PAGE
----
However, a larger cross section of conductor has a second advantage in addition to producing less noise: it results in fewer transmission losses. In summary, it is clear that many factors play a role. As is often the case, it is a question of finding the best possible compromise between noise, transmission losses, steel requirements, costs, visibility and other factors.

Several conductors are often used per phase to reduce noise.
Several conductors are often used per phase to reduce noise.

Gaining new insights

ETH Zurich is conducting research into more precise measurements and calculations of the corona discharges responsible for noise. This involves taking measurements in real conditions, for example at the outdoor test facility in Däniken. Different parameters such as the electric field and the loss current caused by the corona discharges are measured in different weather conditions, and the meteorological parameters are noted. The aim is to gain a better understanding of the conditions in which corona discharges occur in order to predict noise generation more precisely. More accurate modelling of the noise will allow better planning in the future to determine where noise reduction measures are necessary and where which type of conductors should be used. Conductors with innovative surface treatments are examined under a rain simulator in the laboratory to compare them with each other and to see which surface treatment produces the fewest raindrops. The findings of ETH Zurich help Swissgrid to select conductors for new lines and to predict noise development. This ensures that the limits are complied with at all times.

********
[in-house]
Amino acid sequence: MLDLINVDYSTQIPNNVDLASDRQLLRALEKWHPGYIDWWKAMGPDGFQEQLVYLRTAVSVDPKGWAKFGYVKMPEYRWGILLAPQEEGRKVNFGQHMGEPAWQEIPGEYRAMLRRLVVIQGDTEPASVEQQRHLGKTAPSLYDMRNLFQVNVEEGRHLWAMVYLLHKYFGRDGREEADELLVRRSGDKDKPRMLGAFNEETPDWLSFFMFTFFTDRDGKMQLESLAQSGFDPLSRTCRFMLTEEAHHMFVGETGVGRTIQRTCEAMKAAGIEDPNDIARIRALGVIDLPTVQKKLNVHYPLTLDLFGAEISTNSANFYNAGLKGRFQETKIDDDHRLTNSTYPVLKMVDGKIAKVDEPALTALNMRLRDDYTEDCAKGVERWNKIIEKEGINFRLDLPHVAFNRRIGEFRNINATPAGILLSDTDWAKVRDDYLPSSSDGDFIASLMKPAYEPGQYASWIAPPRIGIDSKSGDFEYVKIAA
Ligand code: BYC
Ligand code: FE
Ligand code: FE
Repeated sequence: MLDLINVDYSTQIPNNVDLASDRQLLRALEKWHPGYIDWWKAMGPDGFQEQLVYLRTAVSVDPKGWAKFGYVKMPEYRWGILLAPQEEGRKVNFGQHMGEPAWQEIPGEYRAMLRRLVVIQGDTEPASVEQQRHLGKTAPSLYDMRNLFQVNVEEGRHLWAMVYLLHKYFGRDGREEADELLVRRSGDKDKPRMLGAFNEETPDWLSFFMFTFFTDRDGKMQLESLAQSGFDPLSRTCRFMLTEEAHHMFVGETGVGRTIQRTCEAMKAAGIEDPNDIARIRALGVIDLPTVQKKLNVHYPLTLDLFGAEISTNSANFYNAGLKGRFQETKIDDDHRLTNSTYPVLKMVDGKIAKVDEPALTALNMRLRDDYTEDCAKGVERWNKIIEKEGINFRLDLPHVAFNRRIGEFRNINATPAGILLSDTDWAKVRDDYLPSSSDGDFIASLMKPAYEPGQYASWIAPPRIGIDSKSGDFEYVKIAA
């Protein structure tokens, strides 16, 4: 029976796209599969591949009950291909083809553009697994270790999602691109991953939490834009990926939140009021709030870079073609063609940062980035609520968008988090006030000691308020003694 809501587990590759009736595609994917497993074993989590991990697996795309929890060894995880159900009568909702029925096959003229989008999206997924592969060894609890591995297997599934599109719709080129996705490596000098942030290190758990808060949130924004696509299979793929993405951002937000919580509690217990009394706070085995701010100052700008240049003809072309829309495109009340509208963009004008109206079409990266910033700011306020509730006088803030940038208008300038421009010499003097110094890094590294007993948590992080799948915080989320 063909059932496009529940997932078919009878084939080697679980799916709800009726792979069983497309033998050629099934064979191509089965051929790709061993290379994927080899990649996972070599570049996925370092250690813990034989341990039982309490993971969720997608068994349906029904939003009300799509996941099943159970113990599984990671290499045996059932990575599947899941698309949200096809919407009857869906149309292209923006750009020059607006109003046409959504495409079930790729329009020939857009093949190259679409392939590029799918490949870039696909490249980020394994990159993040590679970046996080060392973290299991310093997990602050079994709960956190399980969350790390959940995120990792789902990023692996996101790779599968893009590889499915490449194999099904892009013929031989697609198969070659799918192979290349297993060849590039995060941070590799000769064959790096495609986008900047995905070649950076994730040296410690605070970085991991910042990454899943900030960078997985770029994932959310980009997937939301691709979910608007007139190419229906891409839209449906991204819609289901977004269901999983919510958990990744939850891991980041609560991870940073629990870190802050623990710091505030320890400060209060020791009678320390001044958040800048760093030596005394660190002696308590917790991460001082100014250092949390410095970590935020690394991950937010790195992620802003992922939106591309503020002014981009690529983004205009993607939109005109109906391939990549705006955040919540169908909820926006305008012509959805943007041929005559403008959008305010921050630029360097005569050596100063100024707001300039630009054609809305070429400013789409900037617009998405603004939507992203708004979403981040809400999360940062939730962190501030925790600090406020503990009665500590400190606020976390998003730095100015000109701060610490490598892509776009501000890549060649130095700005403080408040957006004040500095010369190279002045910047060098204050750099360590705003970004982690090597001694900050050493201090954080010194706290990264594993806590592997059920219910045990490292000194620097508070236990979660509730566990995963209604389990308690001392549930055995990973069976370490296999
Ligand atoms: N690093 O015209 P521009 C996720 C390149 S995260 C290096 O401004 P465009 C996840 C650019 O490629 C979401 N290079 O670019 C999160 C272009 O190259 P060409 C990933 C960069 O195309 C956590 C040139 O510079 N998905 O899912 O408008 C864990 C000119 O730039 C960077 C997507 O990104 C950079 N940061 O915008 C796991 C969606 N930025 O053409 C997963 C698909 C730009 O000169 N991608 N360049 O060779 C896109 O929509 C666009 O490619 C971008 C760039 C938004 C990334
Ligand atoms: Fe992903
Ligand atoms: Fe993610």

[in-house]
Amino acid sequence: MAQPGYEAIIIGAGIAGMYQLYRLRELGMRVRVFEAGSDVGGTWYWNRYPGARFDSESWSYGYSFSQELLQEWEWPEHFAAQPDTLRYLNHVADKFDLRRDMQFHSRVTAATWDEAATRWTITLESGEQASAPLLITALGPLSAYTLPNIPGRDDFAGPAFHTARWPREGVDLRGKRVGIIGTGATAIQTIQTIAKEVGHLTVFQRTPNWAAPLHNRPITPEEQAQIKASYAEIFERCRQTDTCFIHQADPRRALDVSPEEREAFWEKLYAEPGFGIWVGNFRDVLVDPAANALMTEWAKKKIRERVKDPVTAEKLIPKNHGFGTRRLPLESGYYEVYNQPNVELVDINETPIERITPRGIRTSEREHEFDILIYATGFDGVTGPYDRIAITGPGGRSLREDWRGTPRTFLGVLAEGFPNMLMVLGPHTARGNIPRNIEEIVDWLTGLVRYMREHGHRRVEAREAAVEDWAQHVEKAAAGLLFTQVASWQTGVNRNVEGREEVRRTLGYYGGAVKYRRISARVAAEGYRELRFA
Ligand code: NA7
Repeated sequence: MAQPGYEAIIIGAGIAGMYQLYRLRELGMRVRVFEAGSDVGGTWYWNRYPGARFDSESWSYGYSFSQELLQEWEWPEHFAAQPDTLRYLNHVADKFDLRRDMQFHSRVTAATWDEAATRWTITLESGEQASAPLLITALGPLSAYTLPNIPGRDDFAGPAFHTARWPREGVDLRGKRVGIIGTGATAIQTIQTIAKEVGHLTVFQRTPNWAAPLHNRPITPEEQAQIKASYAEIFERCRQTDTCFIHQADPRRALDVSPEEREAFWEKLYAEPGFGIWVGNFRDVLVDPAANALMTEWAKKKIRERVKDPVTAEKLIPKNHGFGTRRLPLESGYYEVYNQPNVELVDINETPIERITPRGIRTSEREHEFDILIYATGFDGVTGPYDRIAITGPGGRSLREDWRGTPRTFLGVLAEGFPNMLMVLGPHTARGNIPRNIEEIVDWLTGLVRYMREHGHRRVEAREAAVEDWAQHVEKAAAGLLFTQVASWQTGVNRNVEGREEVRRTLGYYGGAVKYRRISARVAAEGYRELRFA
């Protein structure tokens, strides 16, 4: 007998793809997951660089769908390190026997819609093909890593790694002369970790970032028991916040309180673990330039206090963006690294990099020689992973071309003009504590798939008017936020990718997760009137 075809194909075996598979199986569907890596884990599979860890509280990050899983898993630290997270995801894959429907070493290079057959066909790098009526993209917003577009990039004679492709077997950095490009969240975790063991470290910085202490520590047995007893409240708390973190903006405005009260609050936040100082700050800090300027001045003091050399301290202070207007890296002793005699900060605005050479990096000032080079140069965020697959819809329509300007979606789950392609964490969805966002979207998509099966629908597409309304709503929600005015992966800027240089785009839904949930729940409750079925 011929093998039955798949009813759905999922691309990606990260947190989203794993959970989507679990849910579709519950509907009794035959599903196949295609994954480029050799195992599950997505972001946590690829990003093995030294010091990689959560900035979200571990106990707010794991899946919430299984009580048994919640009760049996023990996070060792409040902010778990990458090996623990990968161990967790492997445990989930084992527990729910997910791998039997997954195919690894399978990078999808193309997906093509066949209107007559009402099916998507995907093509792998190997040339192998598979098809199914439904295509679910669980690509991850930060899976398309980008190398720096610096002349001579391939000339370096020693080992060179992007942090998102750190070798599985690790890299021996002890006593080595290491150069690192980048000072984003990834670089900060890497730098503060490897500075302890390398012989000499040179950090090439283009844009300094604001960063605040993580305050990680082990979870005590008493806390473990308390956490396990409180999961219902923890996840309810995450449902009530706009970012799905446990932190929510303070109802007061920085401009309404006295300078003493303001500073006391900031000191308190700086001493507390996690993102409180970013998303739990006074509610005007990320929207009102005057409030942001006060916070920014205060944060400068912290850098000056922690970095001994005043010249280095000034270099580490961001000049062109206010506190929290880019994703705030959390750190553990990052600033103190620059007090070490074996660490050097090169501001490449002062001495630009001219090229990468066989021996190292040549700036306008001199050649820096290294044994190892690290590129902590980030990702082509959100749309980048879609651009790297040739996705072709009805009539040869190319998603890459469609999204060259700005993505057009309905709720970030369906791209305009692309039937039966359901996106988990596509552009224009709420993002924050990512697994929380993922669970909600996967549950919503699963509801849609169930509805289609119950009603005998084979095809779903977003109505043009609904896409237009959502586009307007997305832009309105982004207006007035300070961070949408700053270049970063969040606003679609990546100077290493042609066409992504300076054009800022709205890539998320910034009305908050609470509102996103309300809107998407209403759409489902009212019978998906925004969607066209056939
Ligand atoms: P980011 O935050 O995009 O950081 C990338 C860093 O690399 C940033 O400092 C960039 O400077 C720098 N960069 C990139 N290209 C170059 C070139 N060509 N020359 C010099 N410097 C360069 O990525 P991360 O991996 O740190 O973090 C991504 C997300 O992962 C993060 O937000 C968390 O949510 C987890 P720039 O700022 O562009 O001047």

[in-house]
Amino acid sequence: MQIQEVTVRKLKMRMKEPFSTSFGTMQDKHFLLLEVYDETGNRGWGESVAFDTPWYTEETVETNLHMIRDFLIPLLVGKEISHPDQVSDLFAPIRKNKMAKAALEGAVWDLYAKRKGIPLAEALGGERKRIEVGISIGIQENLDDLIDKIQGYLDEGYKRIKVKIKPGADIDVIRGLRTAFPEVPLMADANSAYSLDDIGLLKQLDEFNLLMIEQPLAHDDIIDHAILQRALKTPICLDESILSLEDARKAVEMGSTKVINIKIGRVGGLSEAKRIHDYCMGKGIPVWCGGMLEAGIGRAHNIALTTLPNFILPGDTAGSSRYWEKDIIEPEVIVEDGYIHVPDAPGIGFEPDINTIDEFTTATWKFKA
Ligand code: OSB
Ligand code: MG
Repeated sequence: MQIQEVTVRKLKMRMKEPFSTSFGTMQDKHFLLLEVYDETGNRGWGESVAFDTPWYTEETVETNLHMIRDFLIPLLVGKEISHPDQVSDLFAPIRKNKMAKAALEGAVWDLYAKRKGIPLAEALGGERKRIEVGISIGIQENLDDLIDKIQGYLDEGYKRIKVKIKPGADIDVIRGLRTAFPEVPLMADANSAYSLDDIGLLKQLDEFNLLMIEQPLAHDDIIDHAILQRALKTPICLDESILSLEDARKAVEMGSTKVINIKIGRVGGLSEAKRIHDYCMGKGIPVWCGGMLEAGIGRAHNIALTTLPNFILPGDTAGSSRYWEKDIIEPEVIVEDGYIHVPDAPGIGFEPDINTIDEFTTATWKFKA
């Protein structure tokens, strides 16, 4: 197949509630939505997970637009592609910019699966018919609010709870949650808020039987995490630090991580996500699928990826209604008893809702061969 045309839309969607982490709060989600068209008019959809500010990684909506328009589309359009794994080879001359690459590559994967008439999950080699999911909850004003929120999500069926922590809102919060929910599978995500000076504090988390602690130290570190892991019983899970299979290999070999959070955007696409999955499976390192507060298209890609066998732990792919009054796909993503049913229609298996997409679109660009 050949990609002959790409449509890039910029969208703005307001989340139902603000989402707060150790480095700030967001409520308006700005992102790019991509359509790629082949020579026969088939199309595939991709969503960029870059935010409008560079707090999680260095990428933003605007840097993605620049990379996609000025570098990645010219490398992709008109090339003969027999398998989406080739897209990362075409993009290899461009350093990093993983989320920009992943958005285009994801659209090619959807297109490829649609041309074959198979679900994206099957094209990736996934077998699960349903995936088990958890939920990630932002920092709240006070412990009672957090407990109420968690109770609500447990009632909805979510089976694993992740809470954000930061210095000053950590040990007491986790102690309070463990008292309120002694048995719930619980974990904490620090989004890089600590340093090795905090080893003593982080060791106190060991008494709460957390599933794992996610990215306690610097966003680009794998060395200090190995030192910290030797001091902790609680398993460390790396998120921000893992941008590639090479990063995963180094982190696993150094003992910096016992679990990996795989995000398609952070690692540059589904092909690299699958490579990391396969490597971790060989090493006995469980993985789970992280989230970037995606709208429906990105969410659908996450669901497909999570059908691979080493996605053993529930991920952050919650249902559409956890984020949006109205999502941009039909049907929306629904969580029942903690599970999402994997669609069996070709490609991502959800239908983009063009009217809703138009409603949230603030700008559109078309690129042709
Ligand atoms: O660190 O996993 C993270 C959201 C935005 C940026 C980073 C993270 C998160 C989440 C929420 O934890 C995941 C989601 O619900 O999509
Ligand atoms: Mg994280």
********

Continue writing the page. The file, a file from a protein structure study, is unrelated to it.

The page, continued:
Corona discharges are measured under real conditions at the outdoor test facility in Däniken.
Corona discharges are measured under real conditions at the outdoor test facility in Däniken. (Image: ETH Zurich)
Examples for Corona noises
Examples for Corona noises

Guest author

Pascal Bleuler

Research assistant
High Voltage Laboratory, ETH Zurich

Author

Joshu Jullier
Joshu Jullier

Communication Manager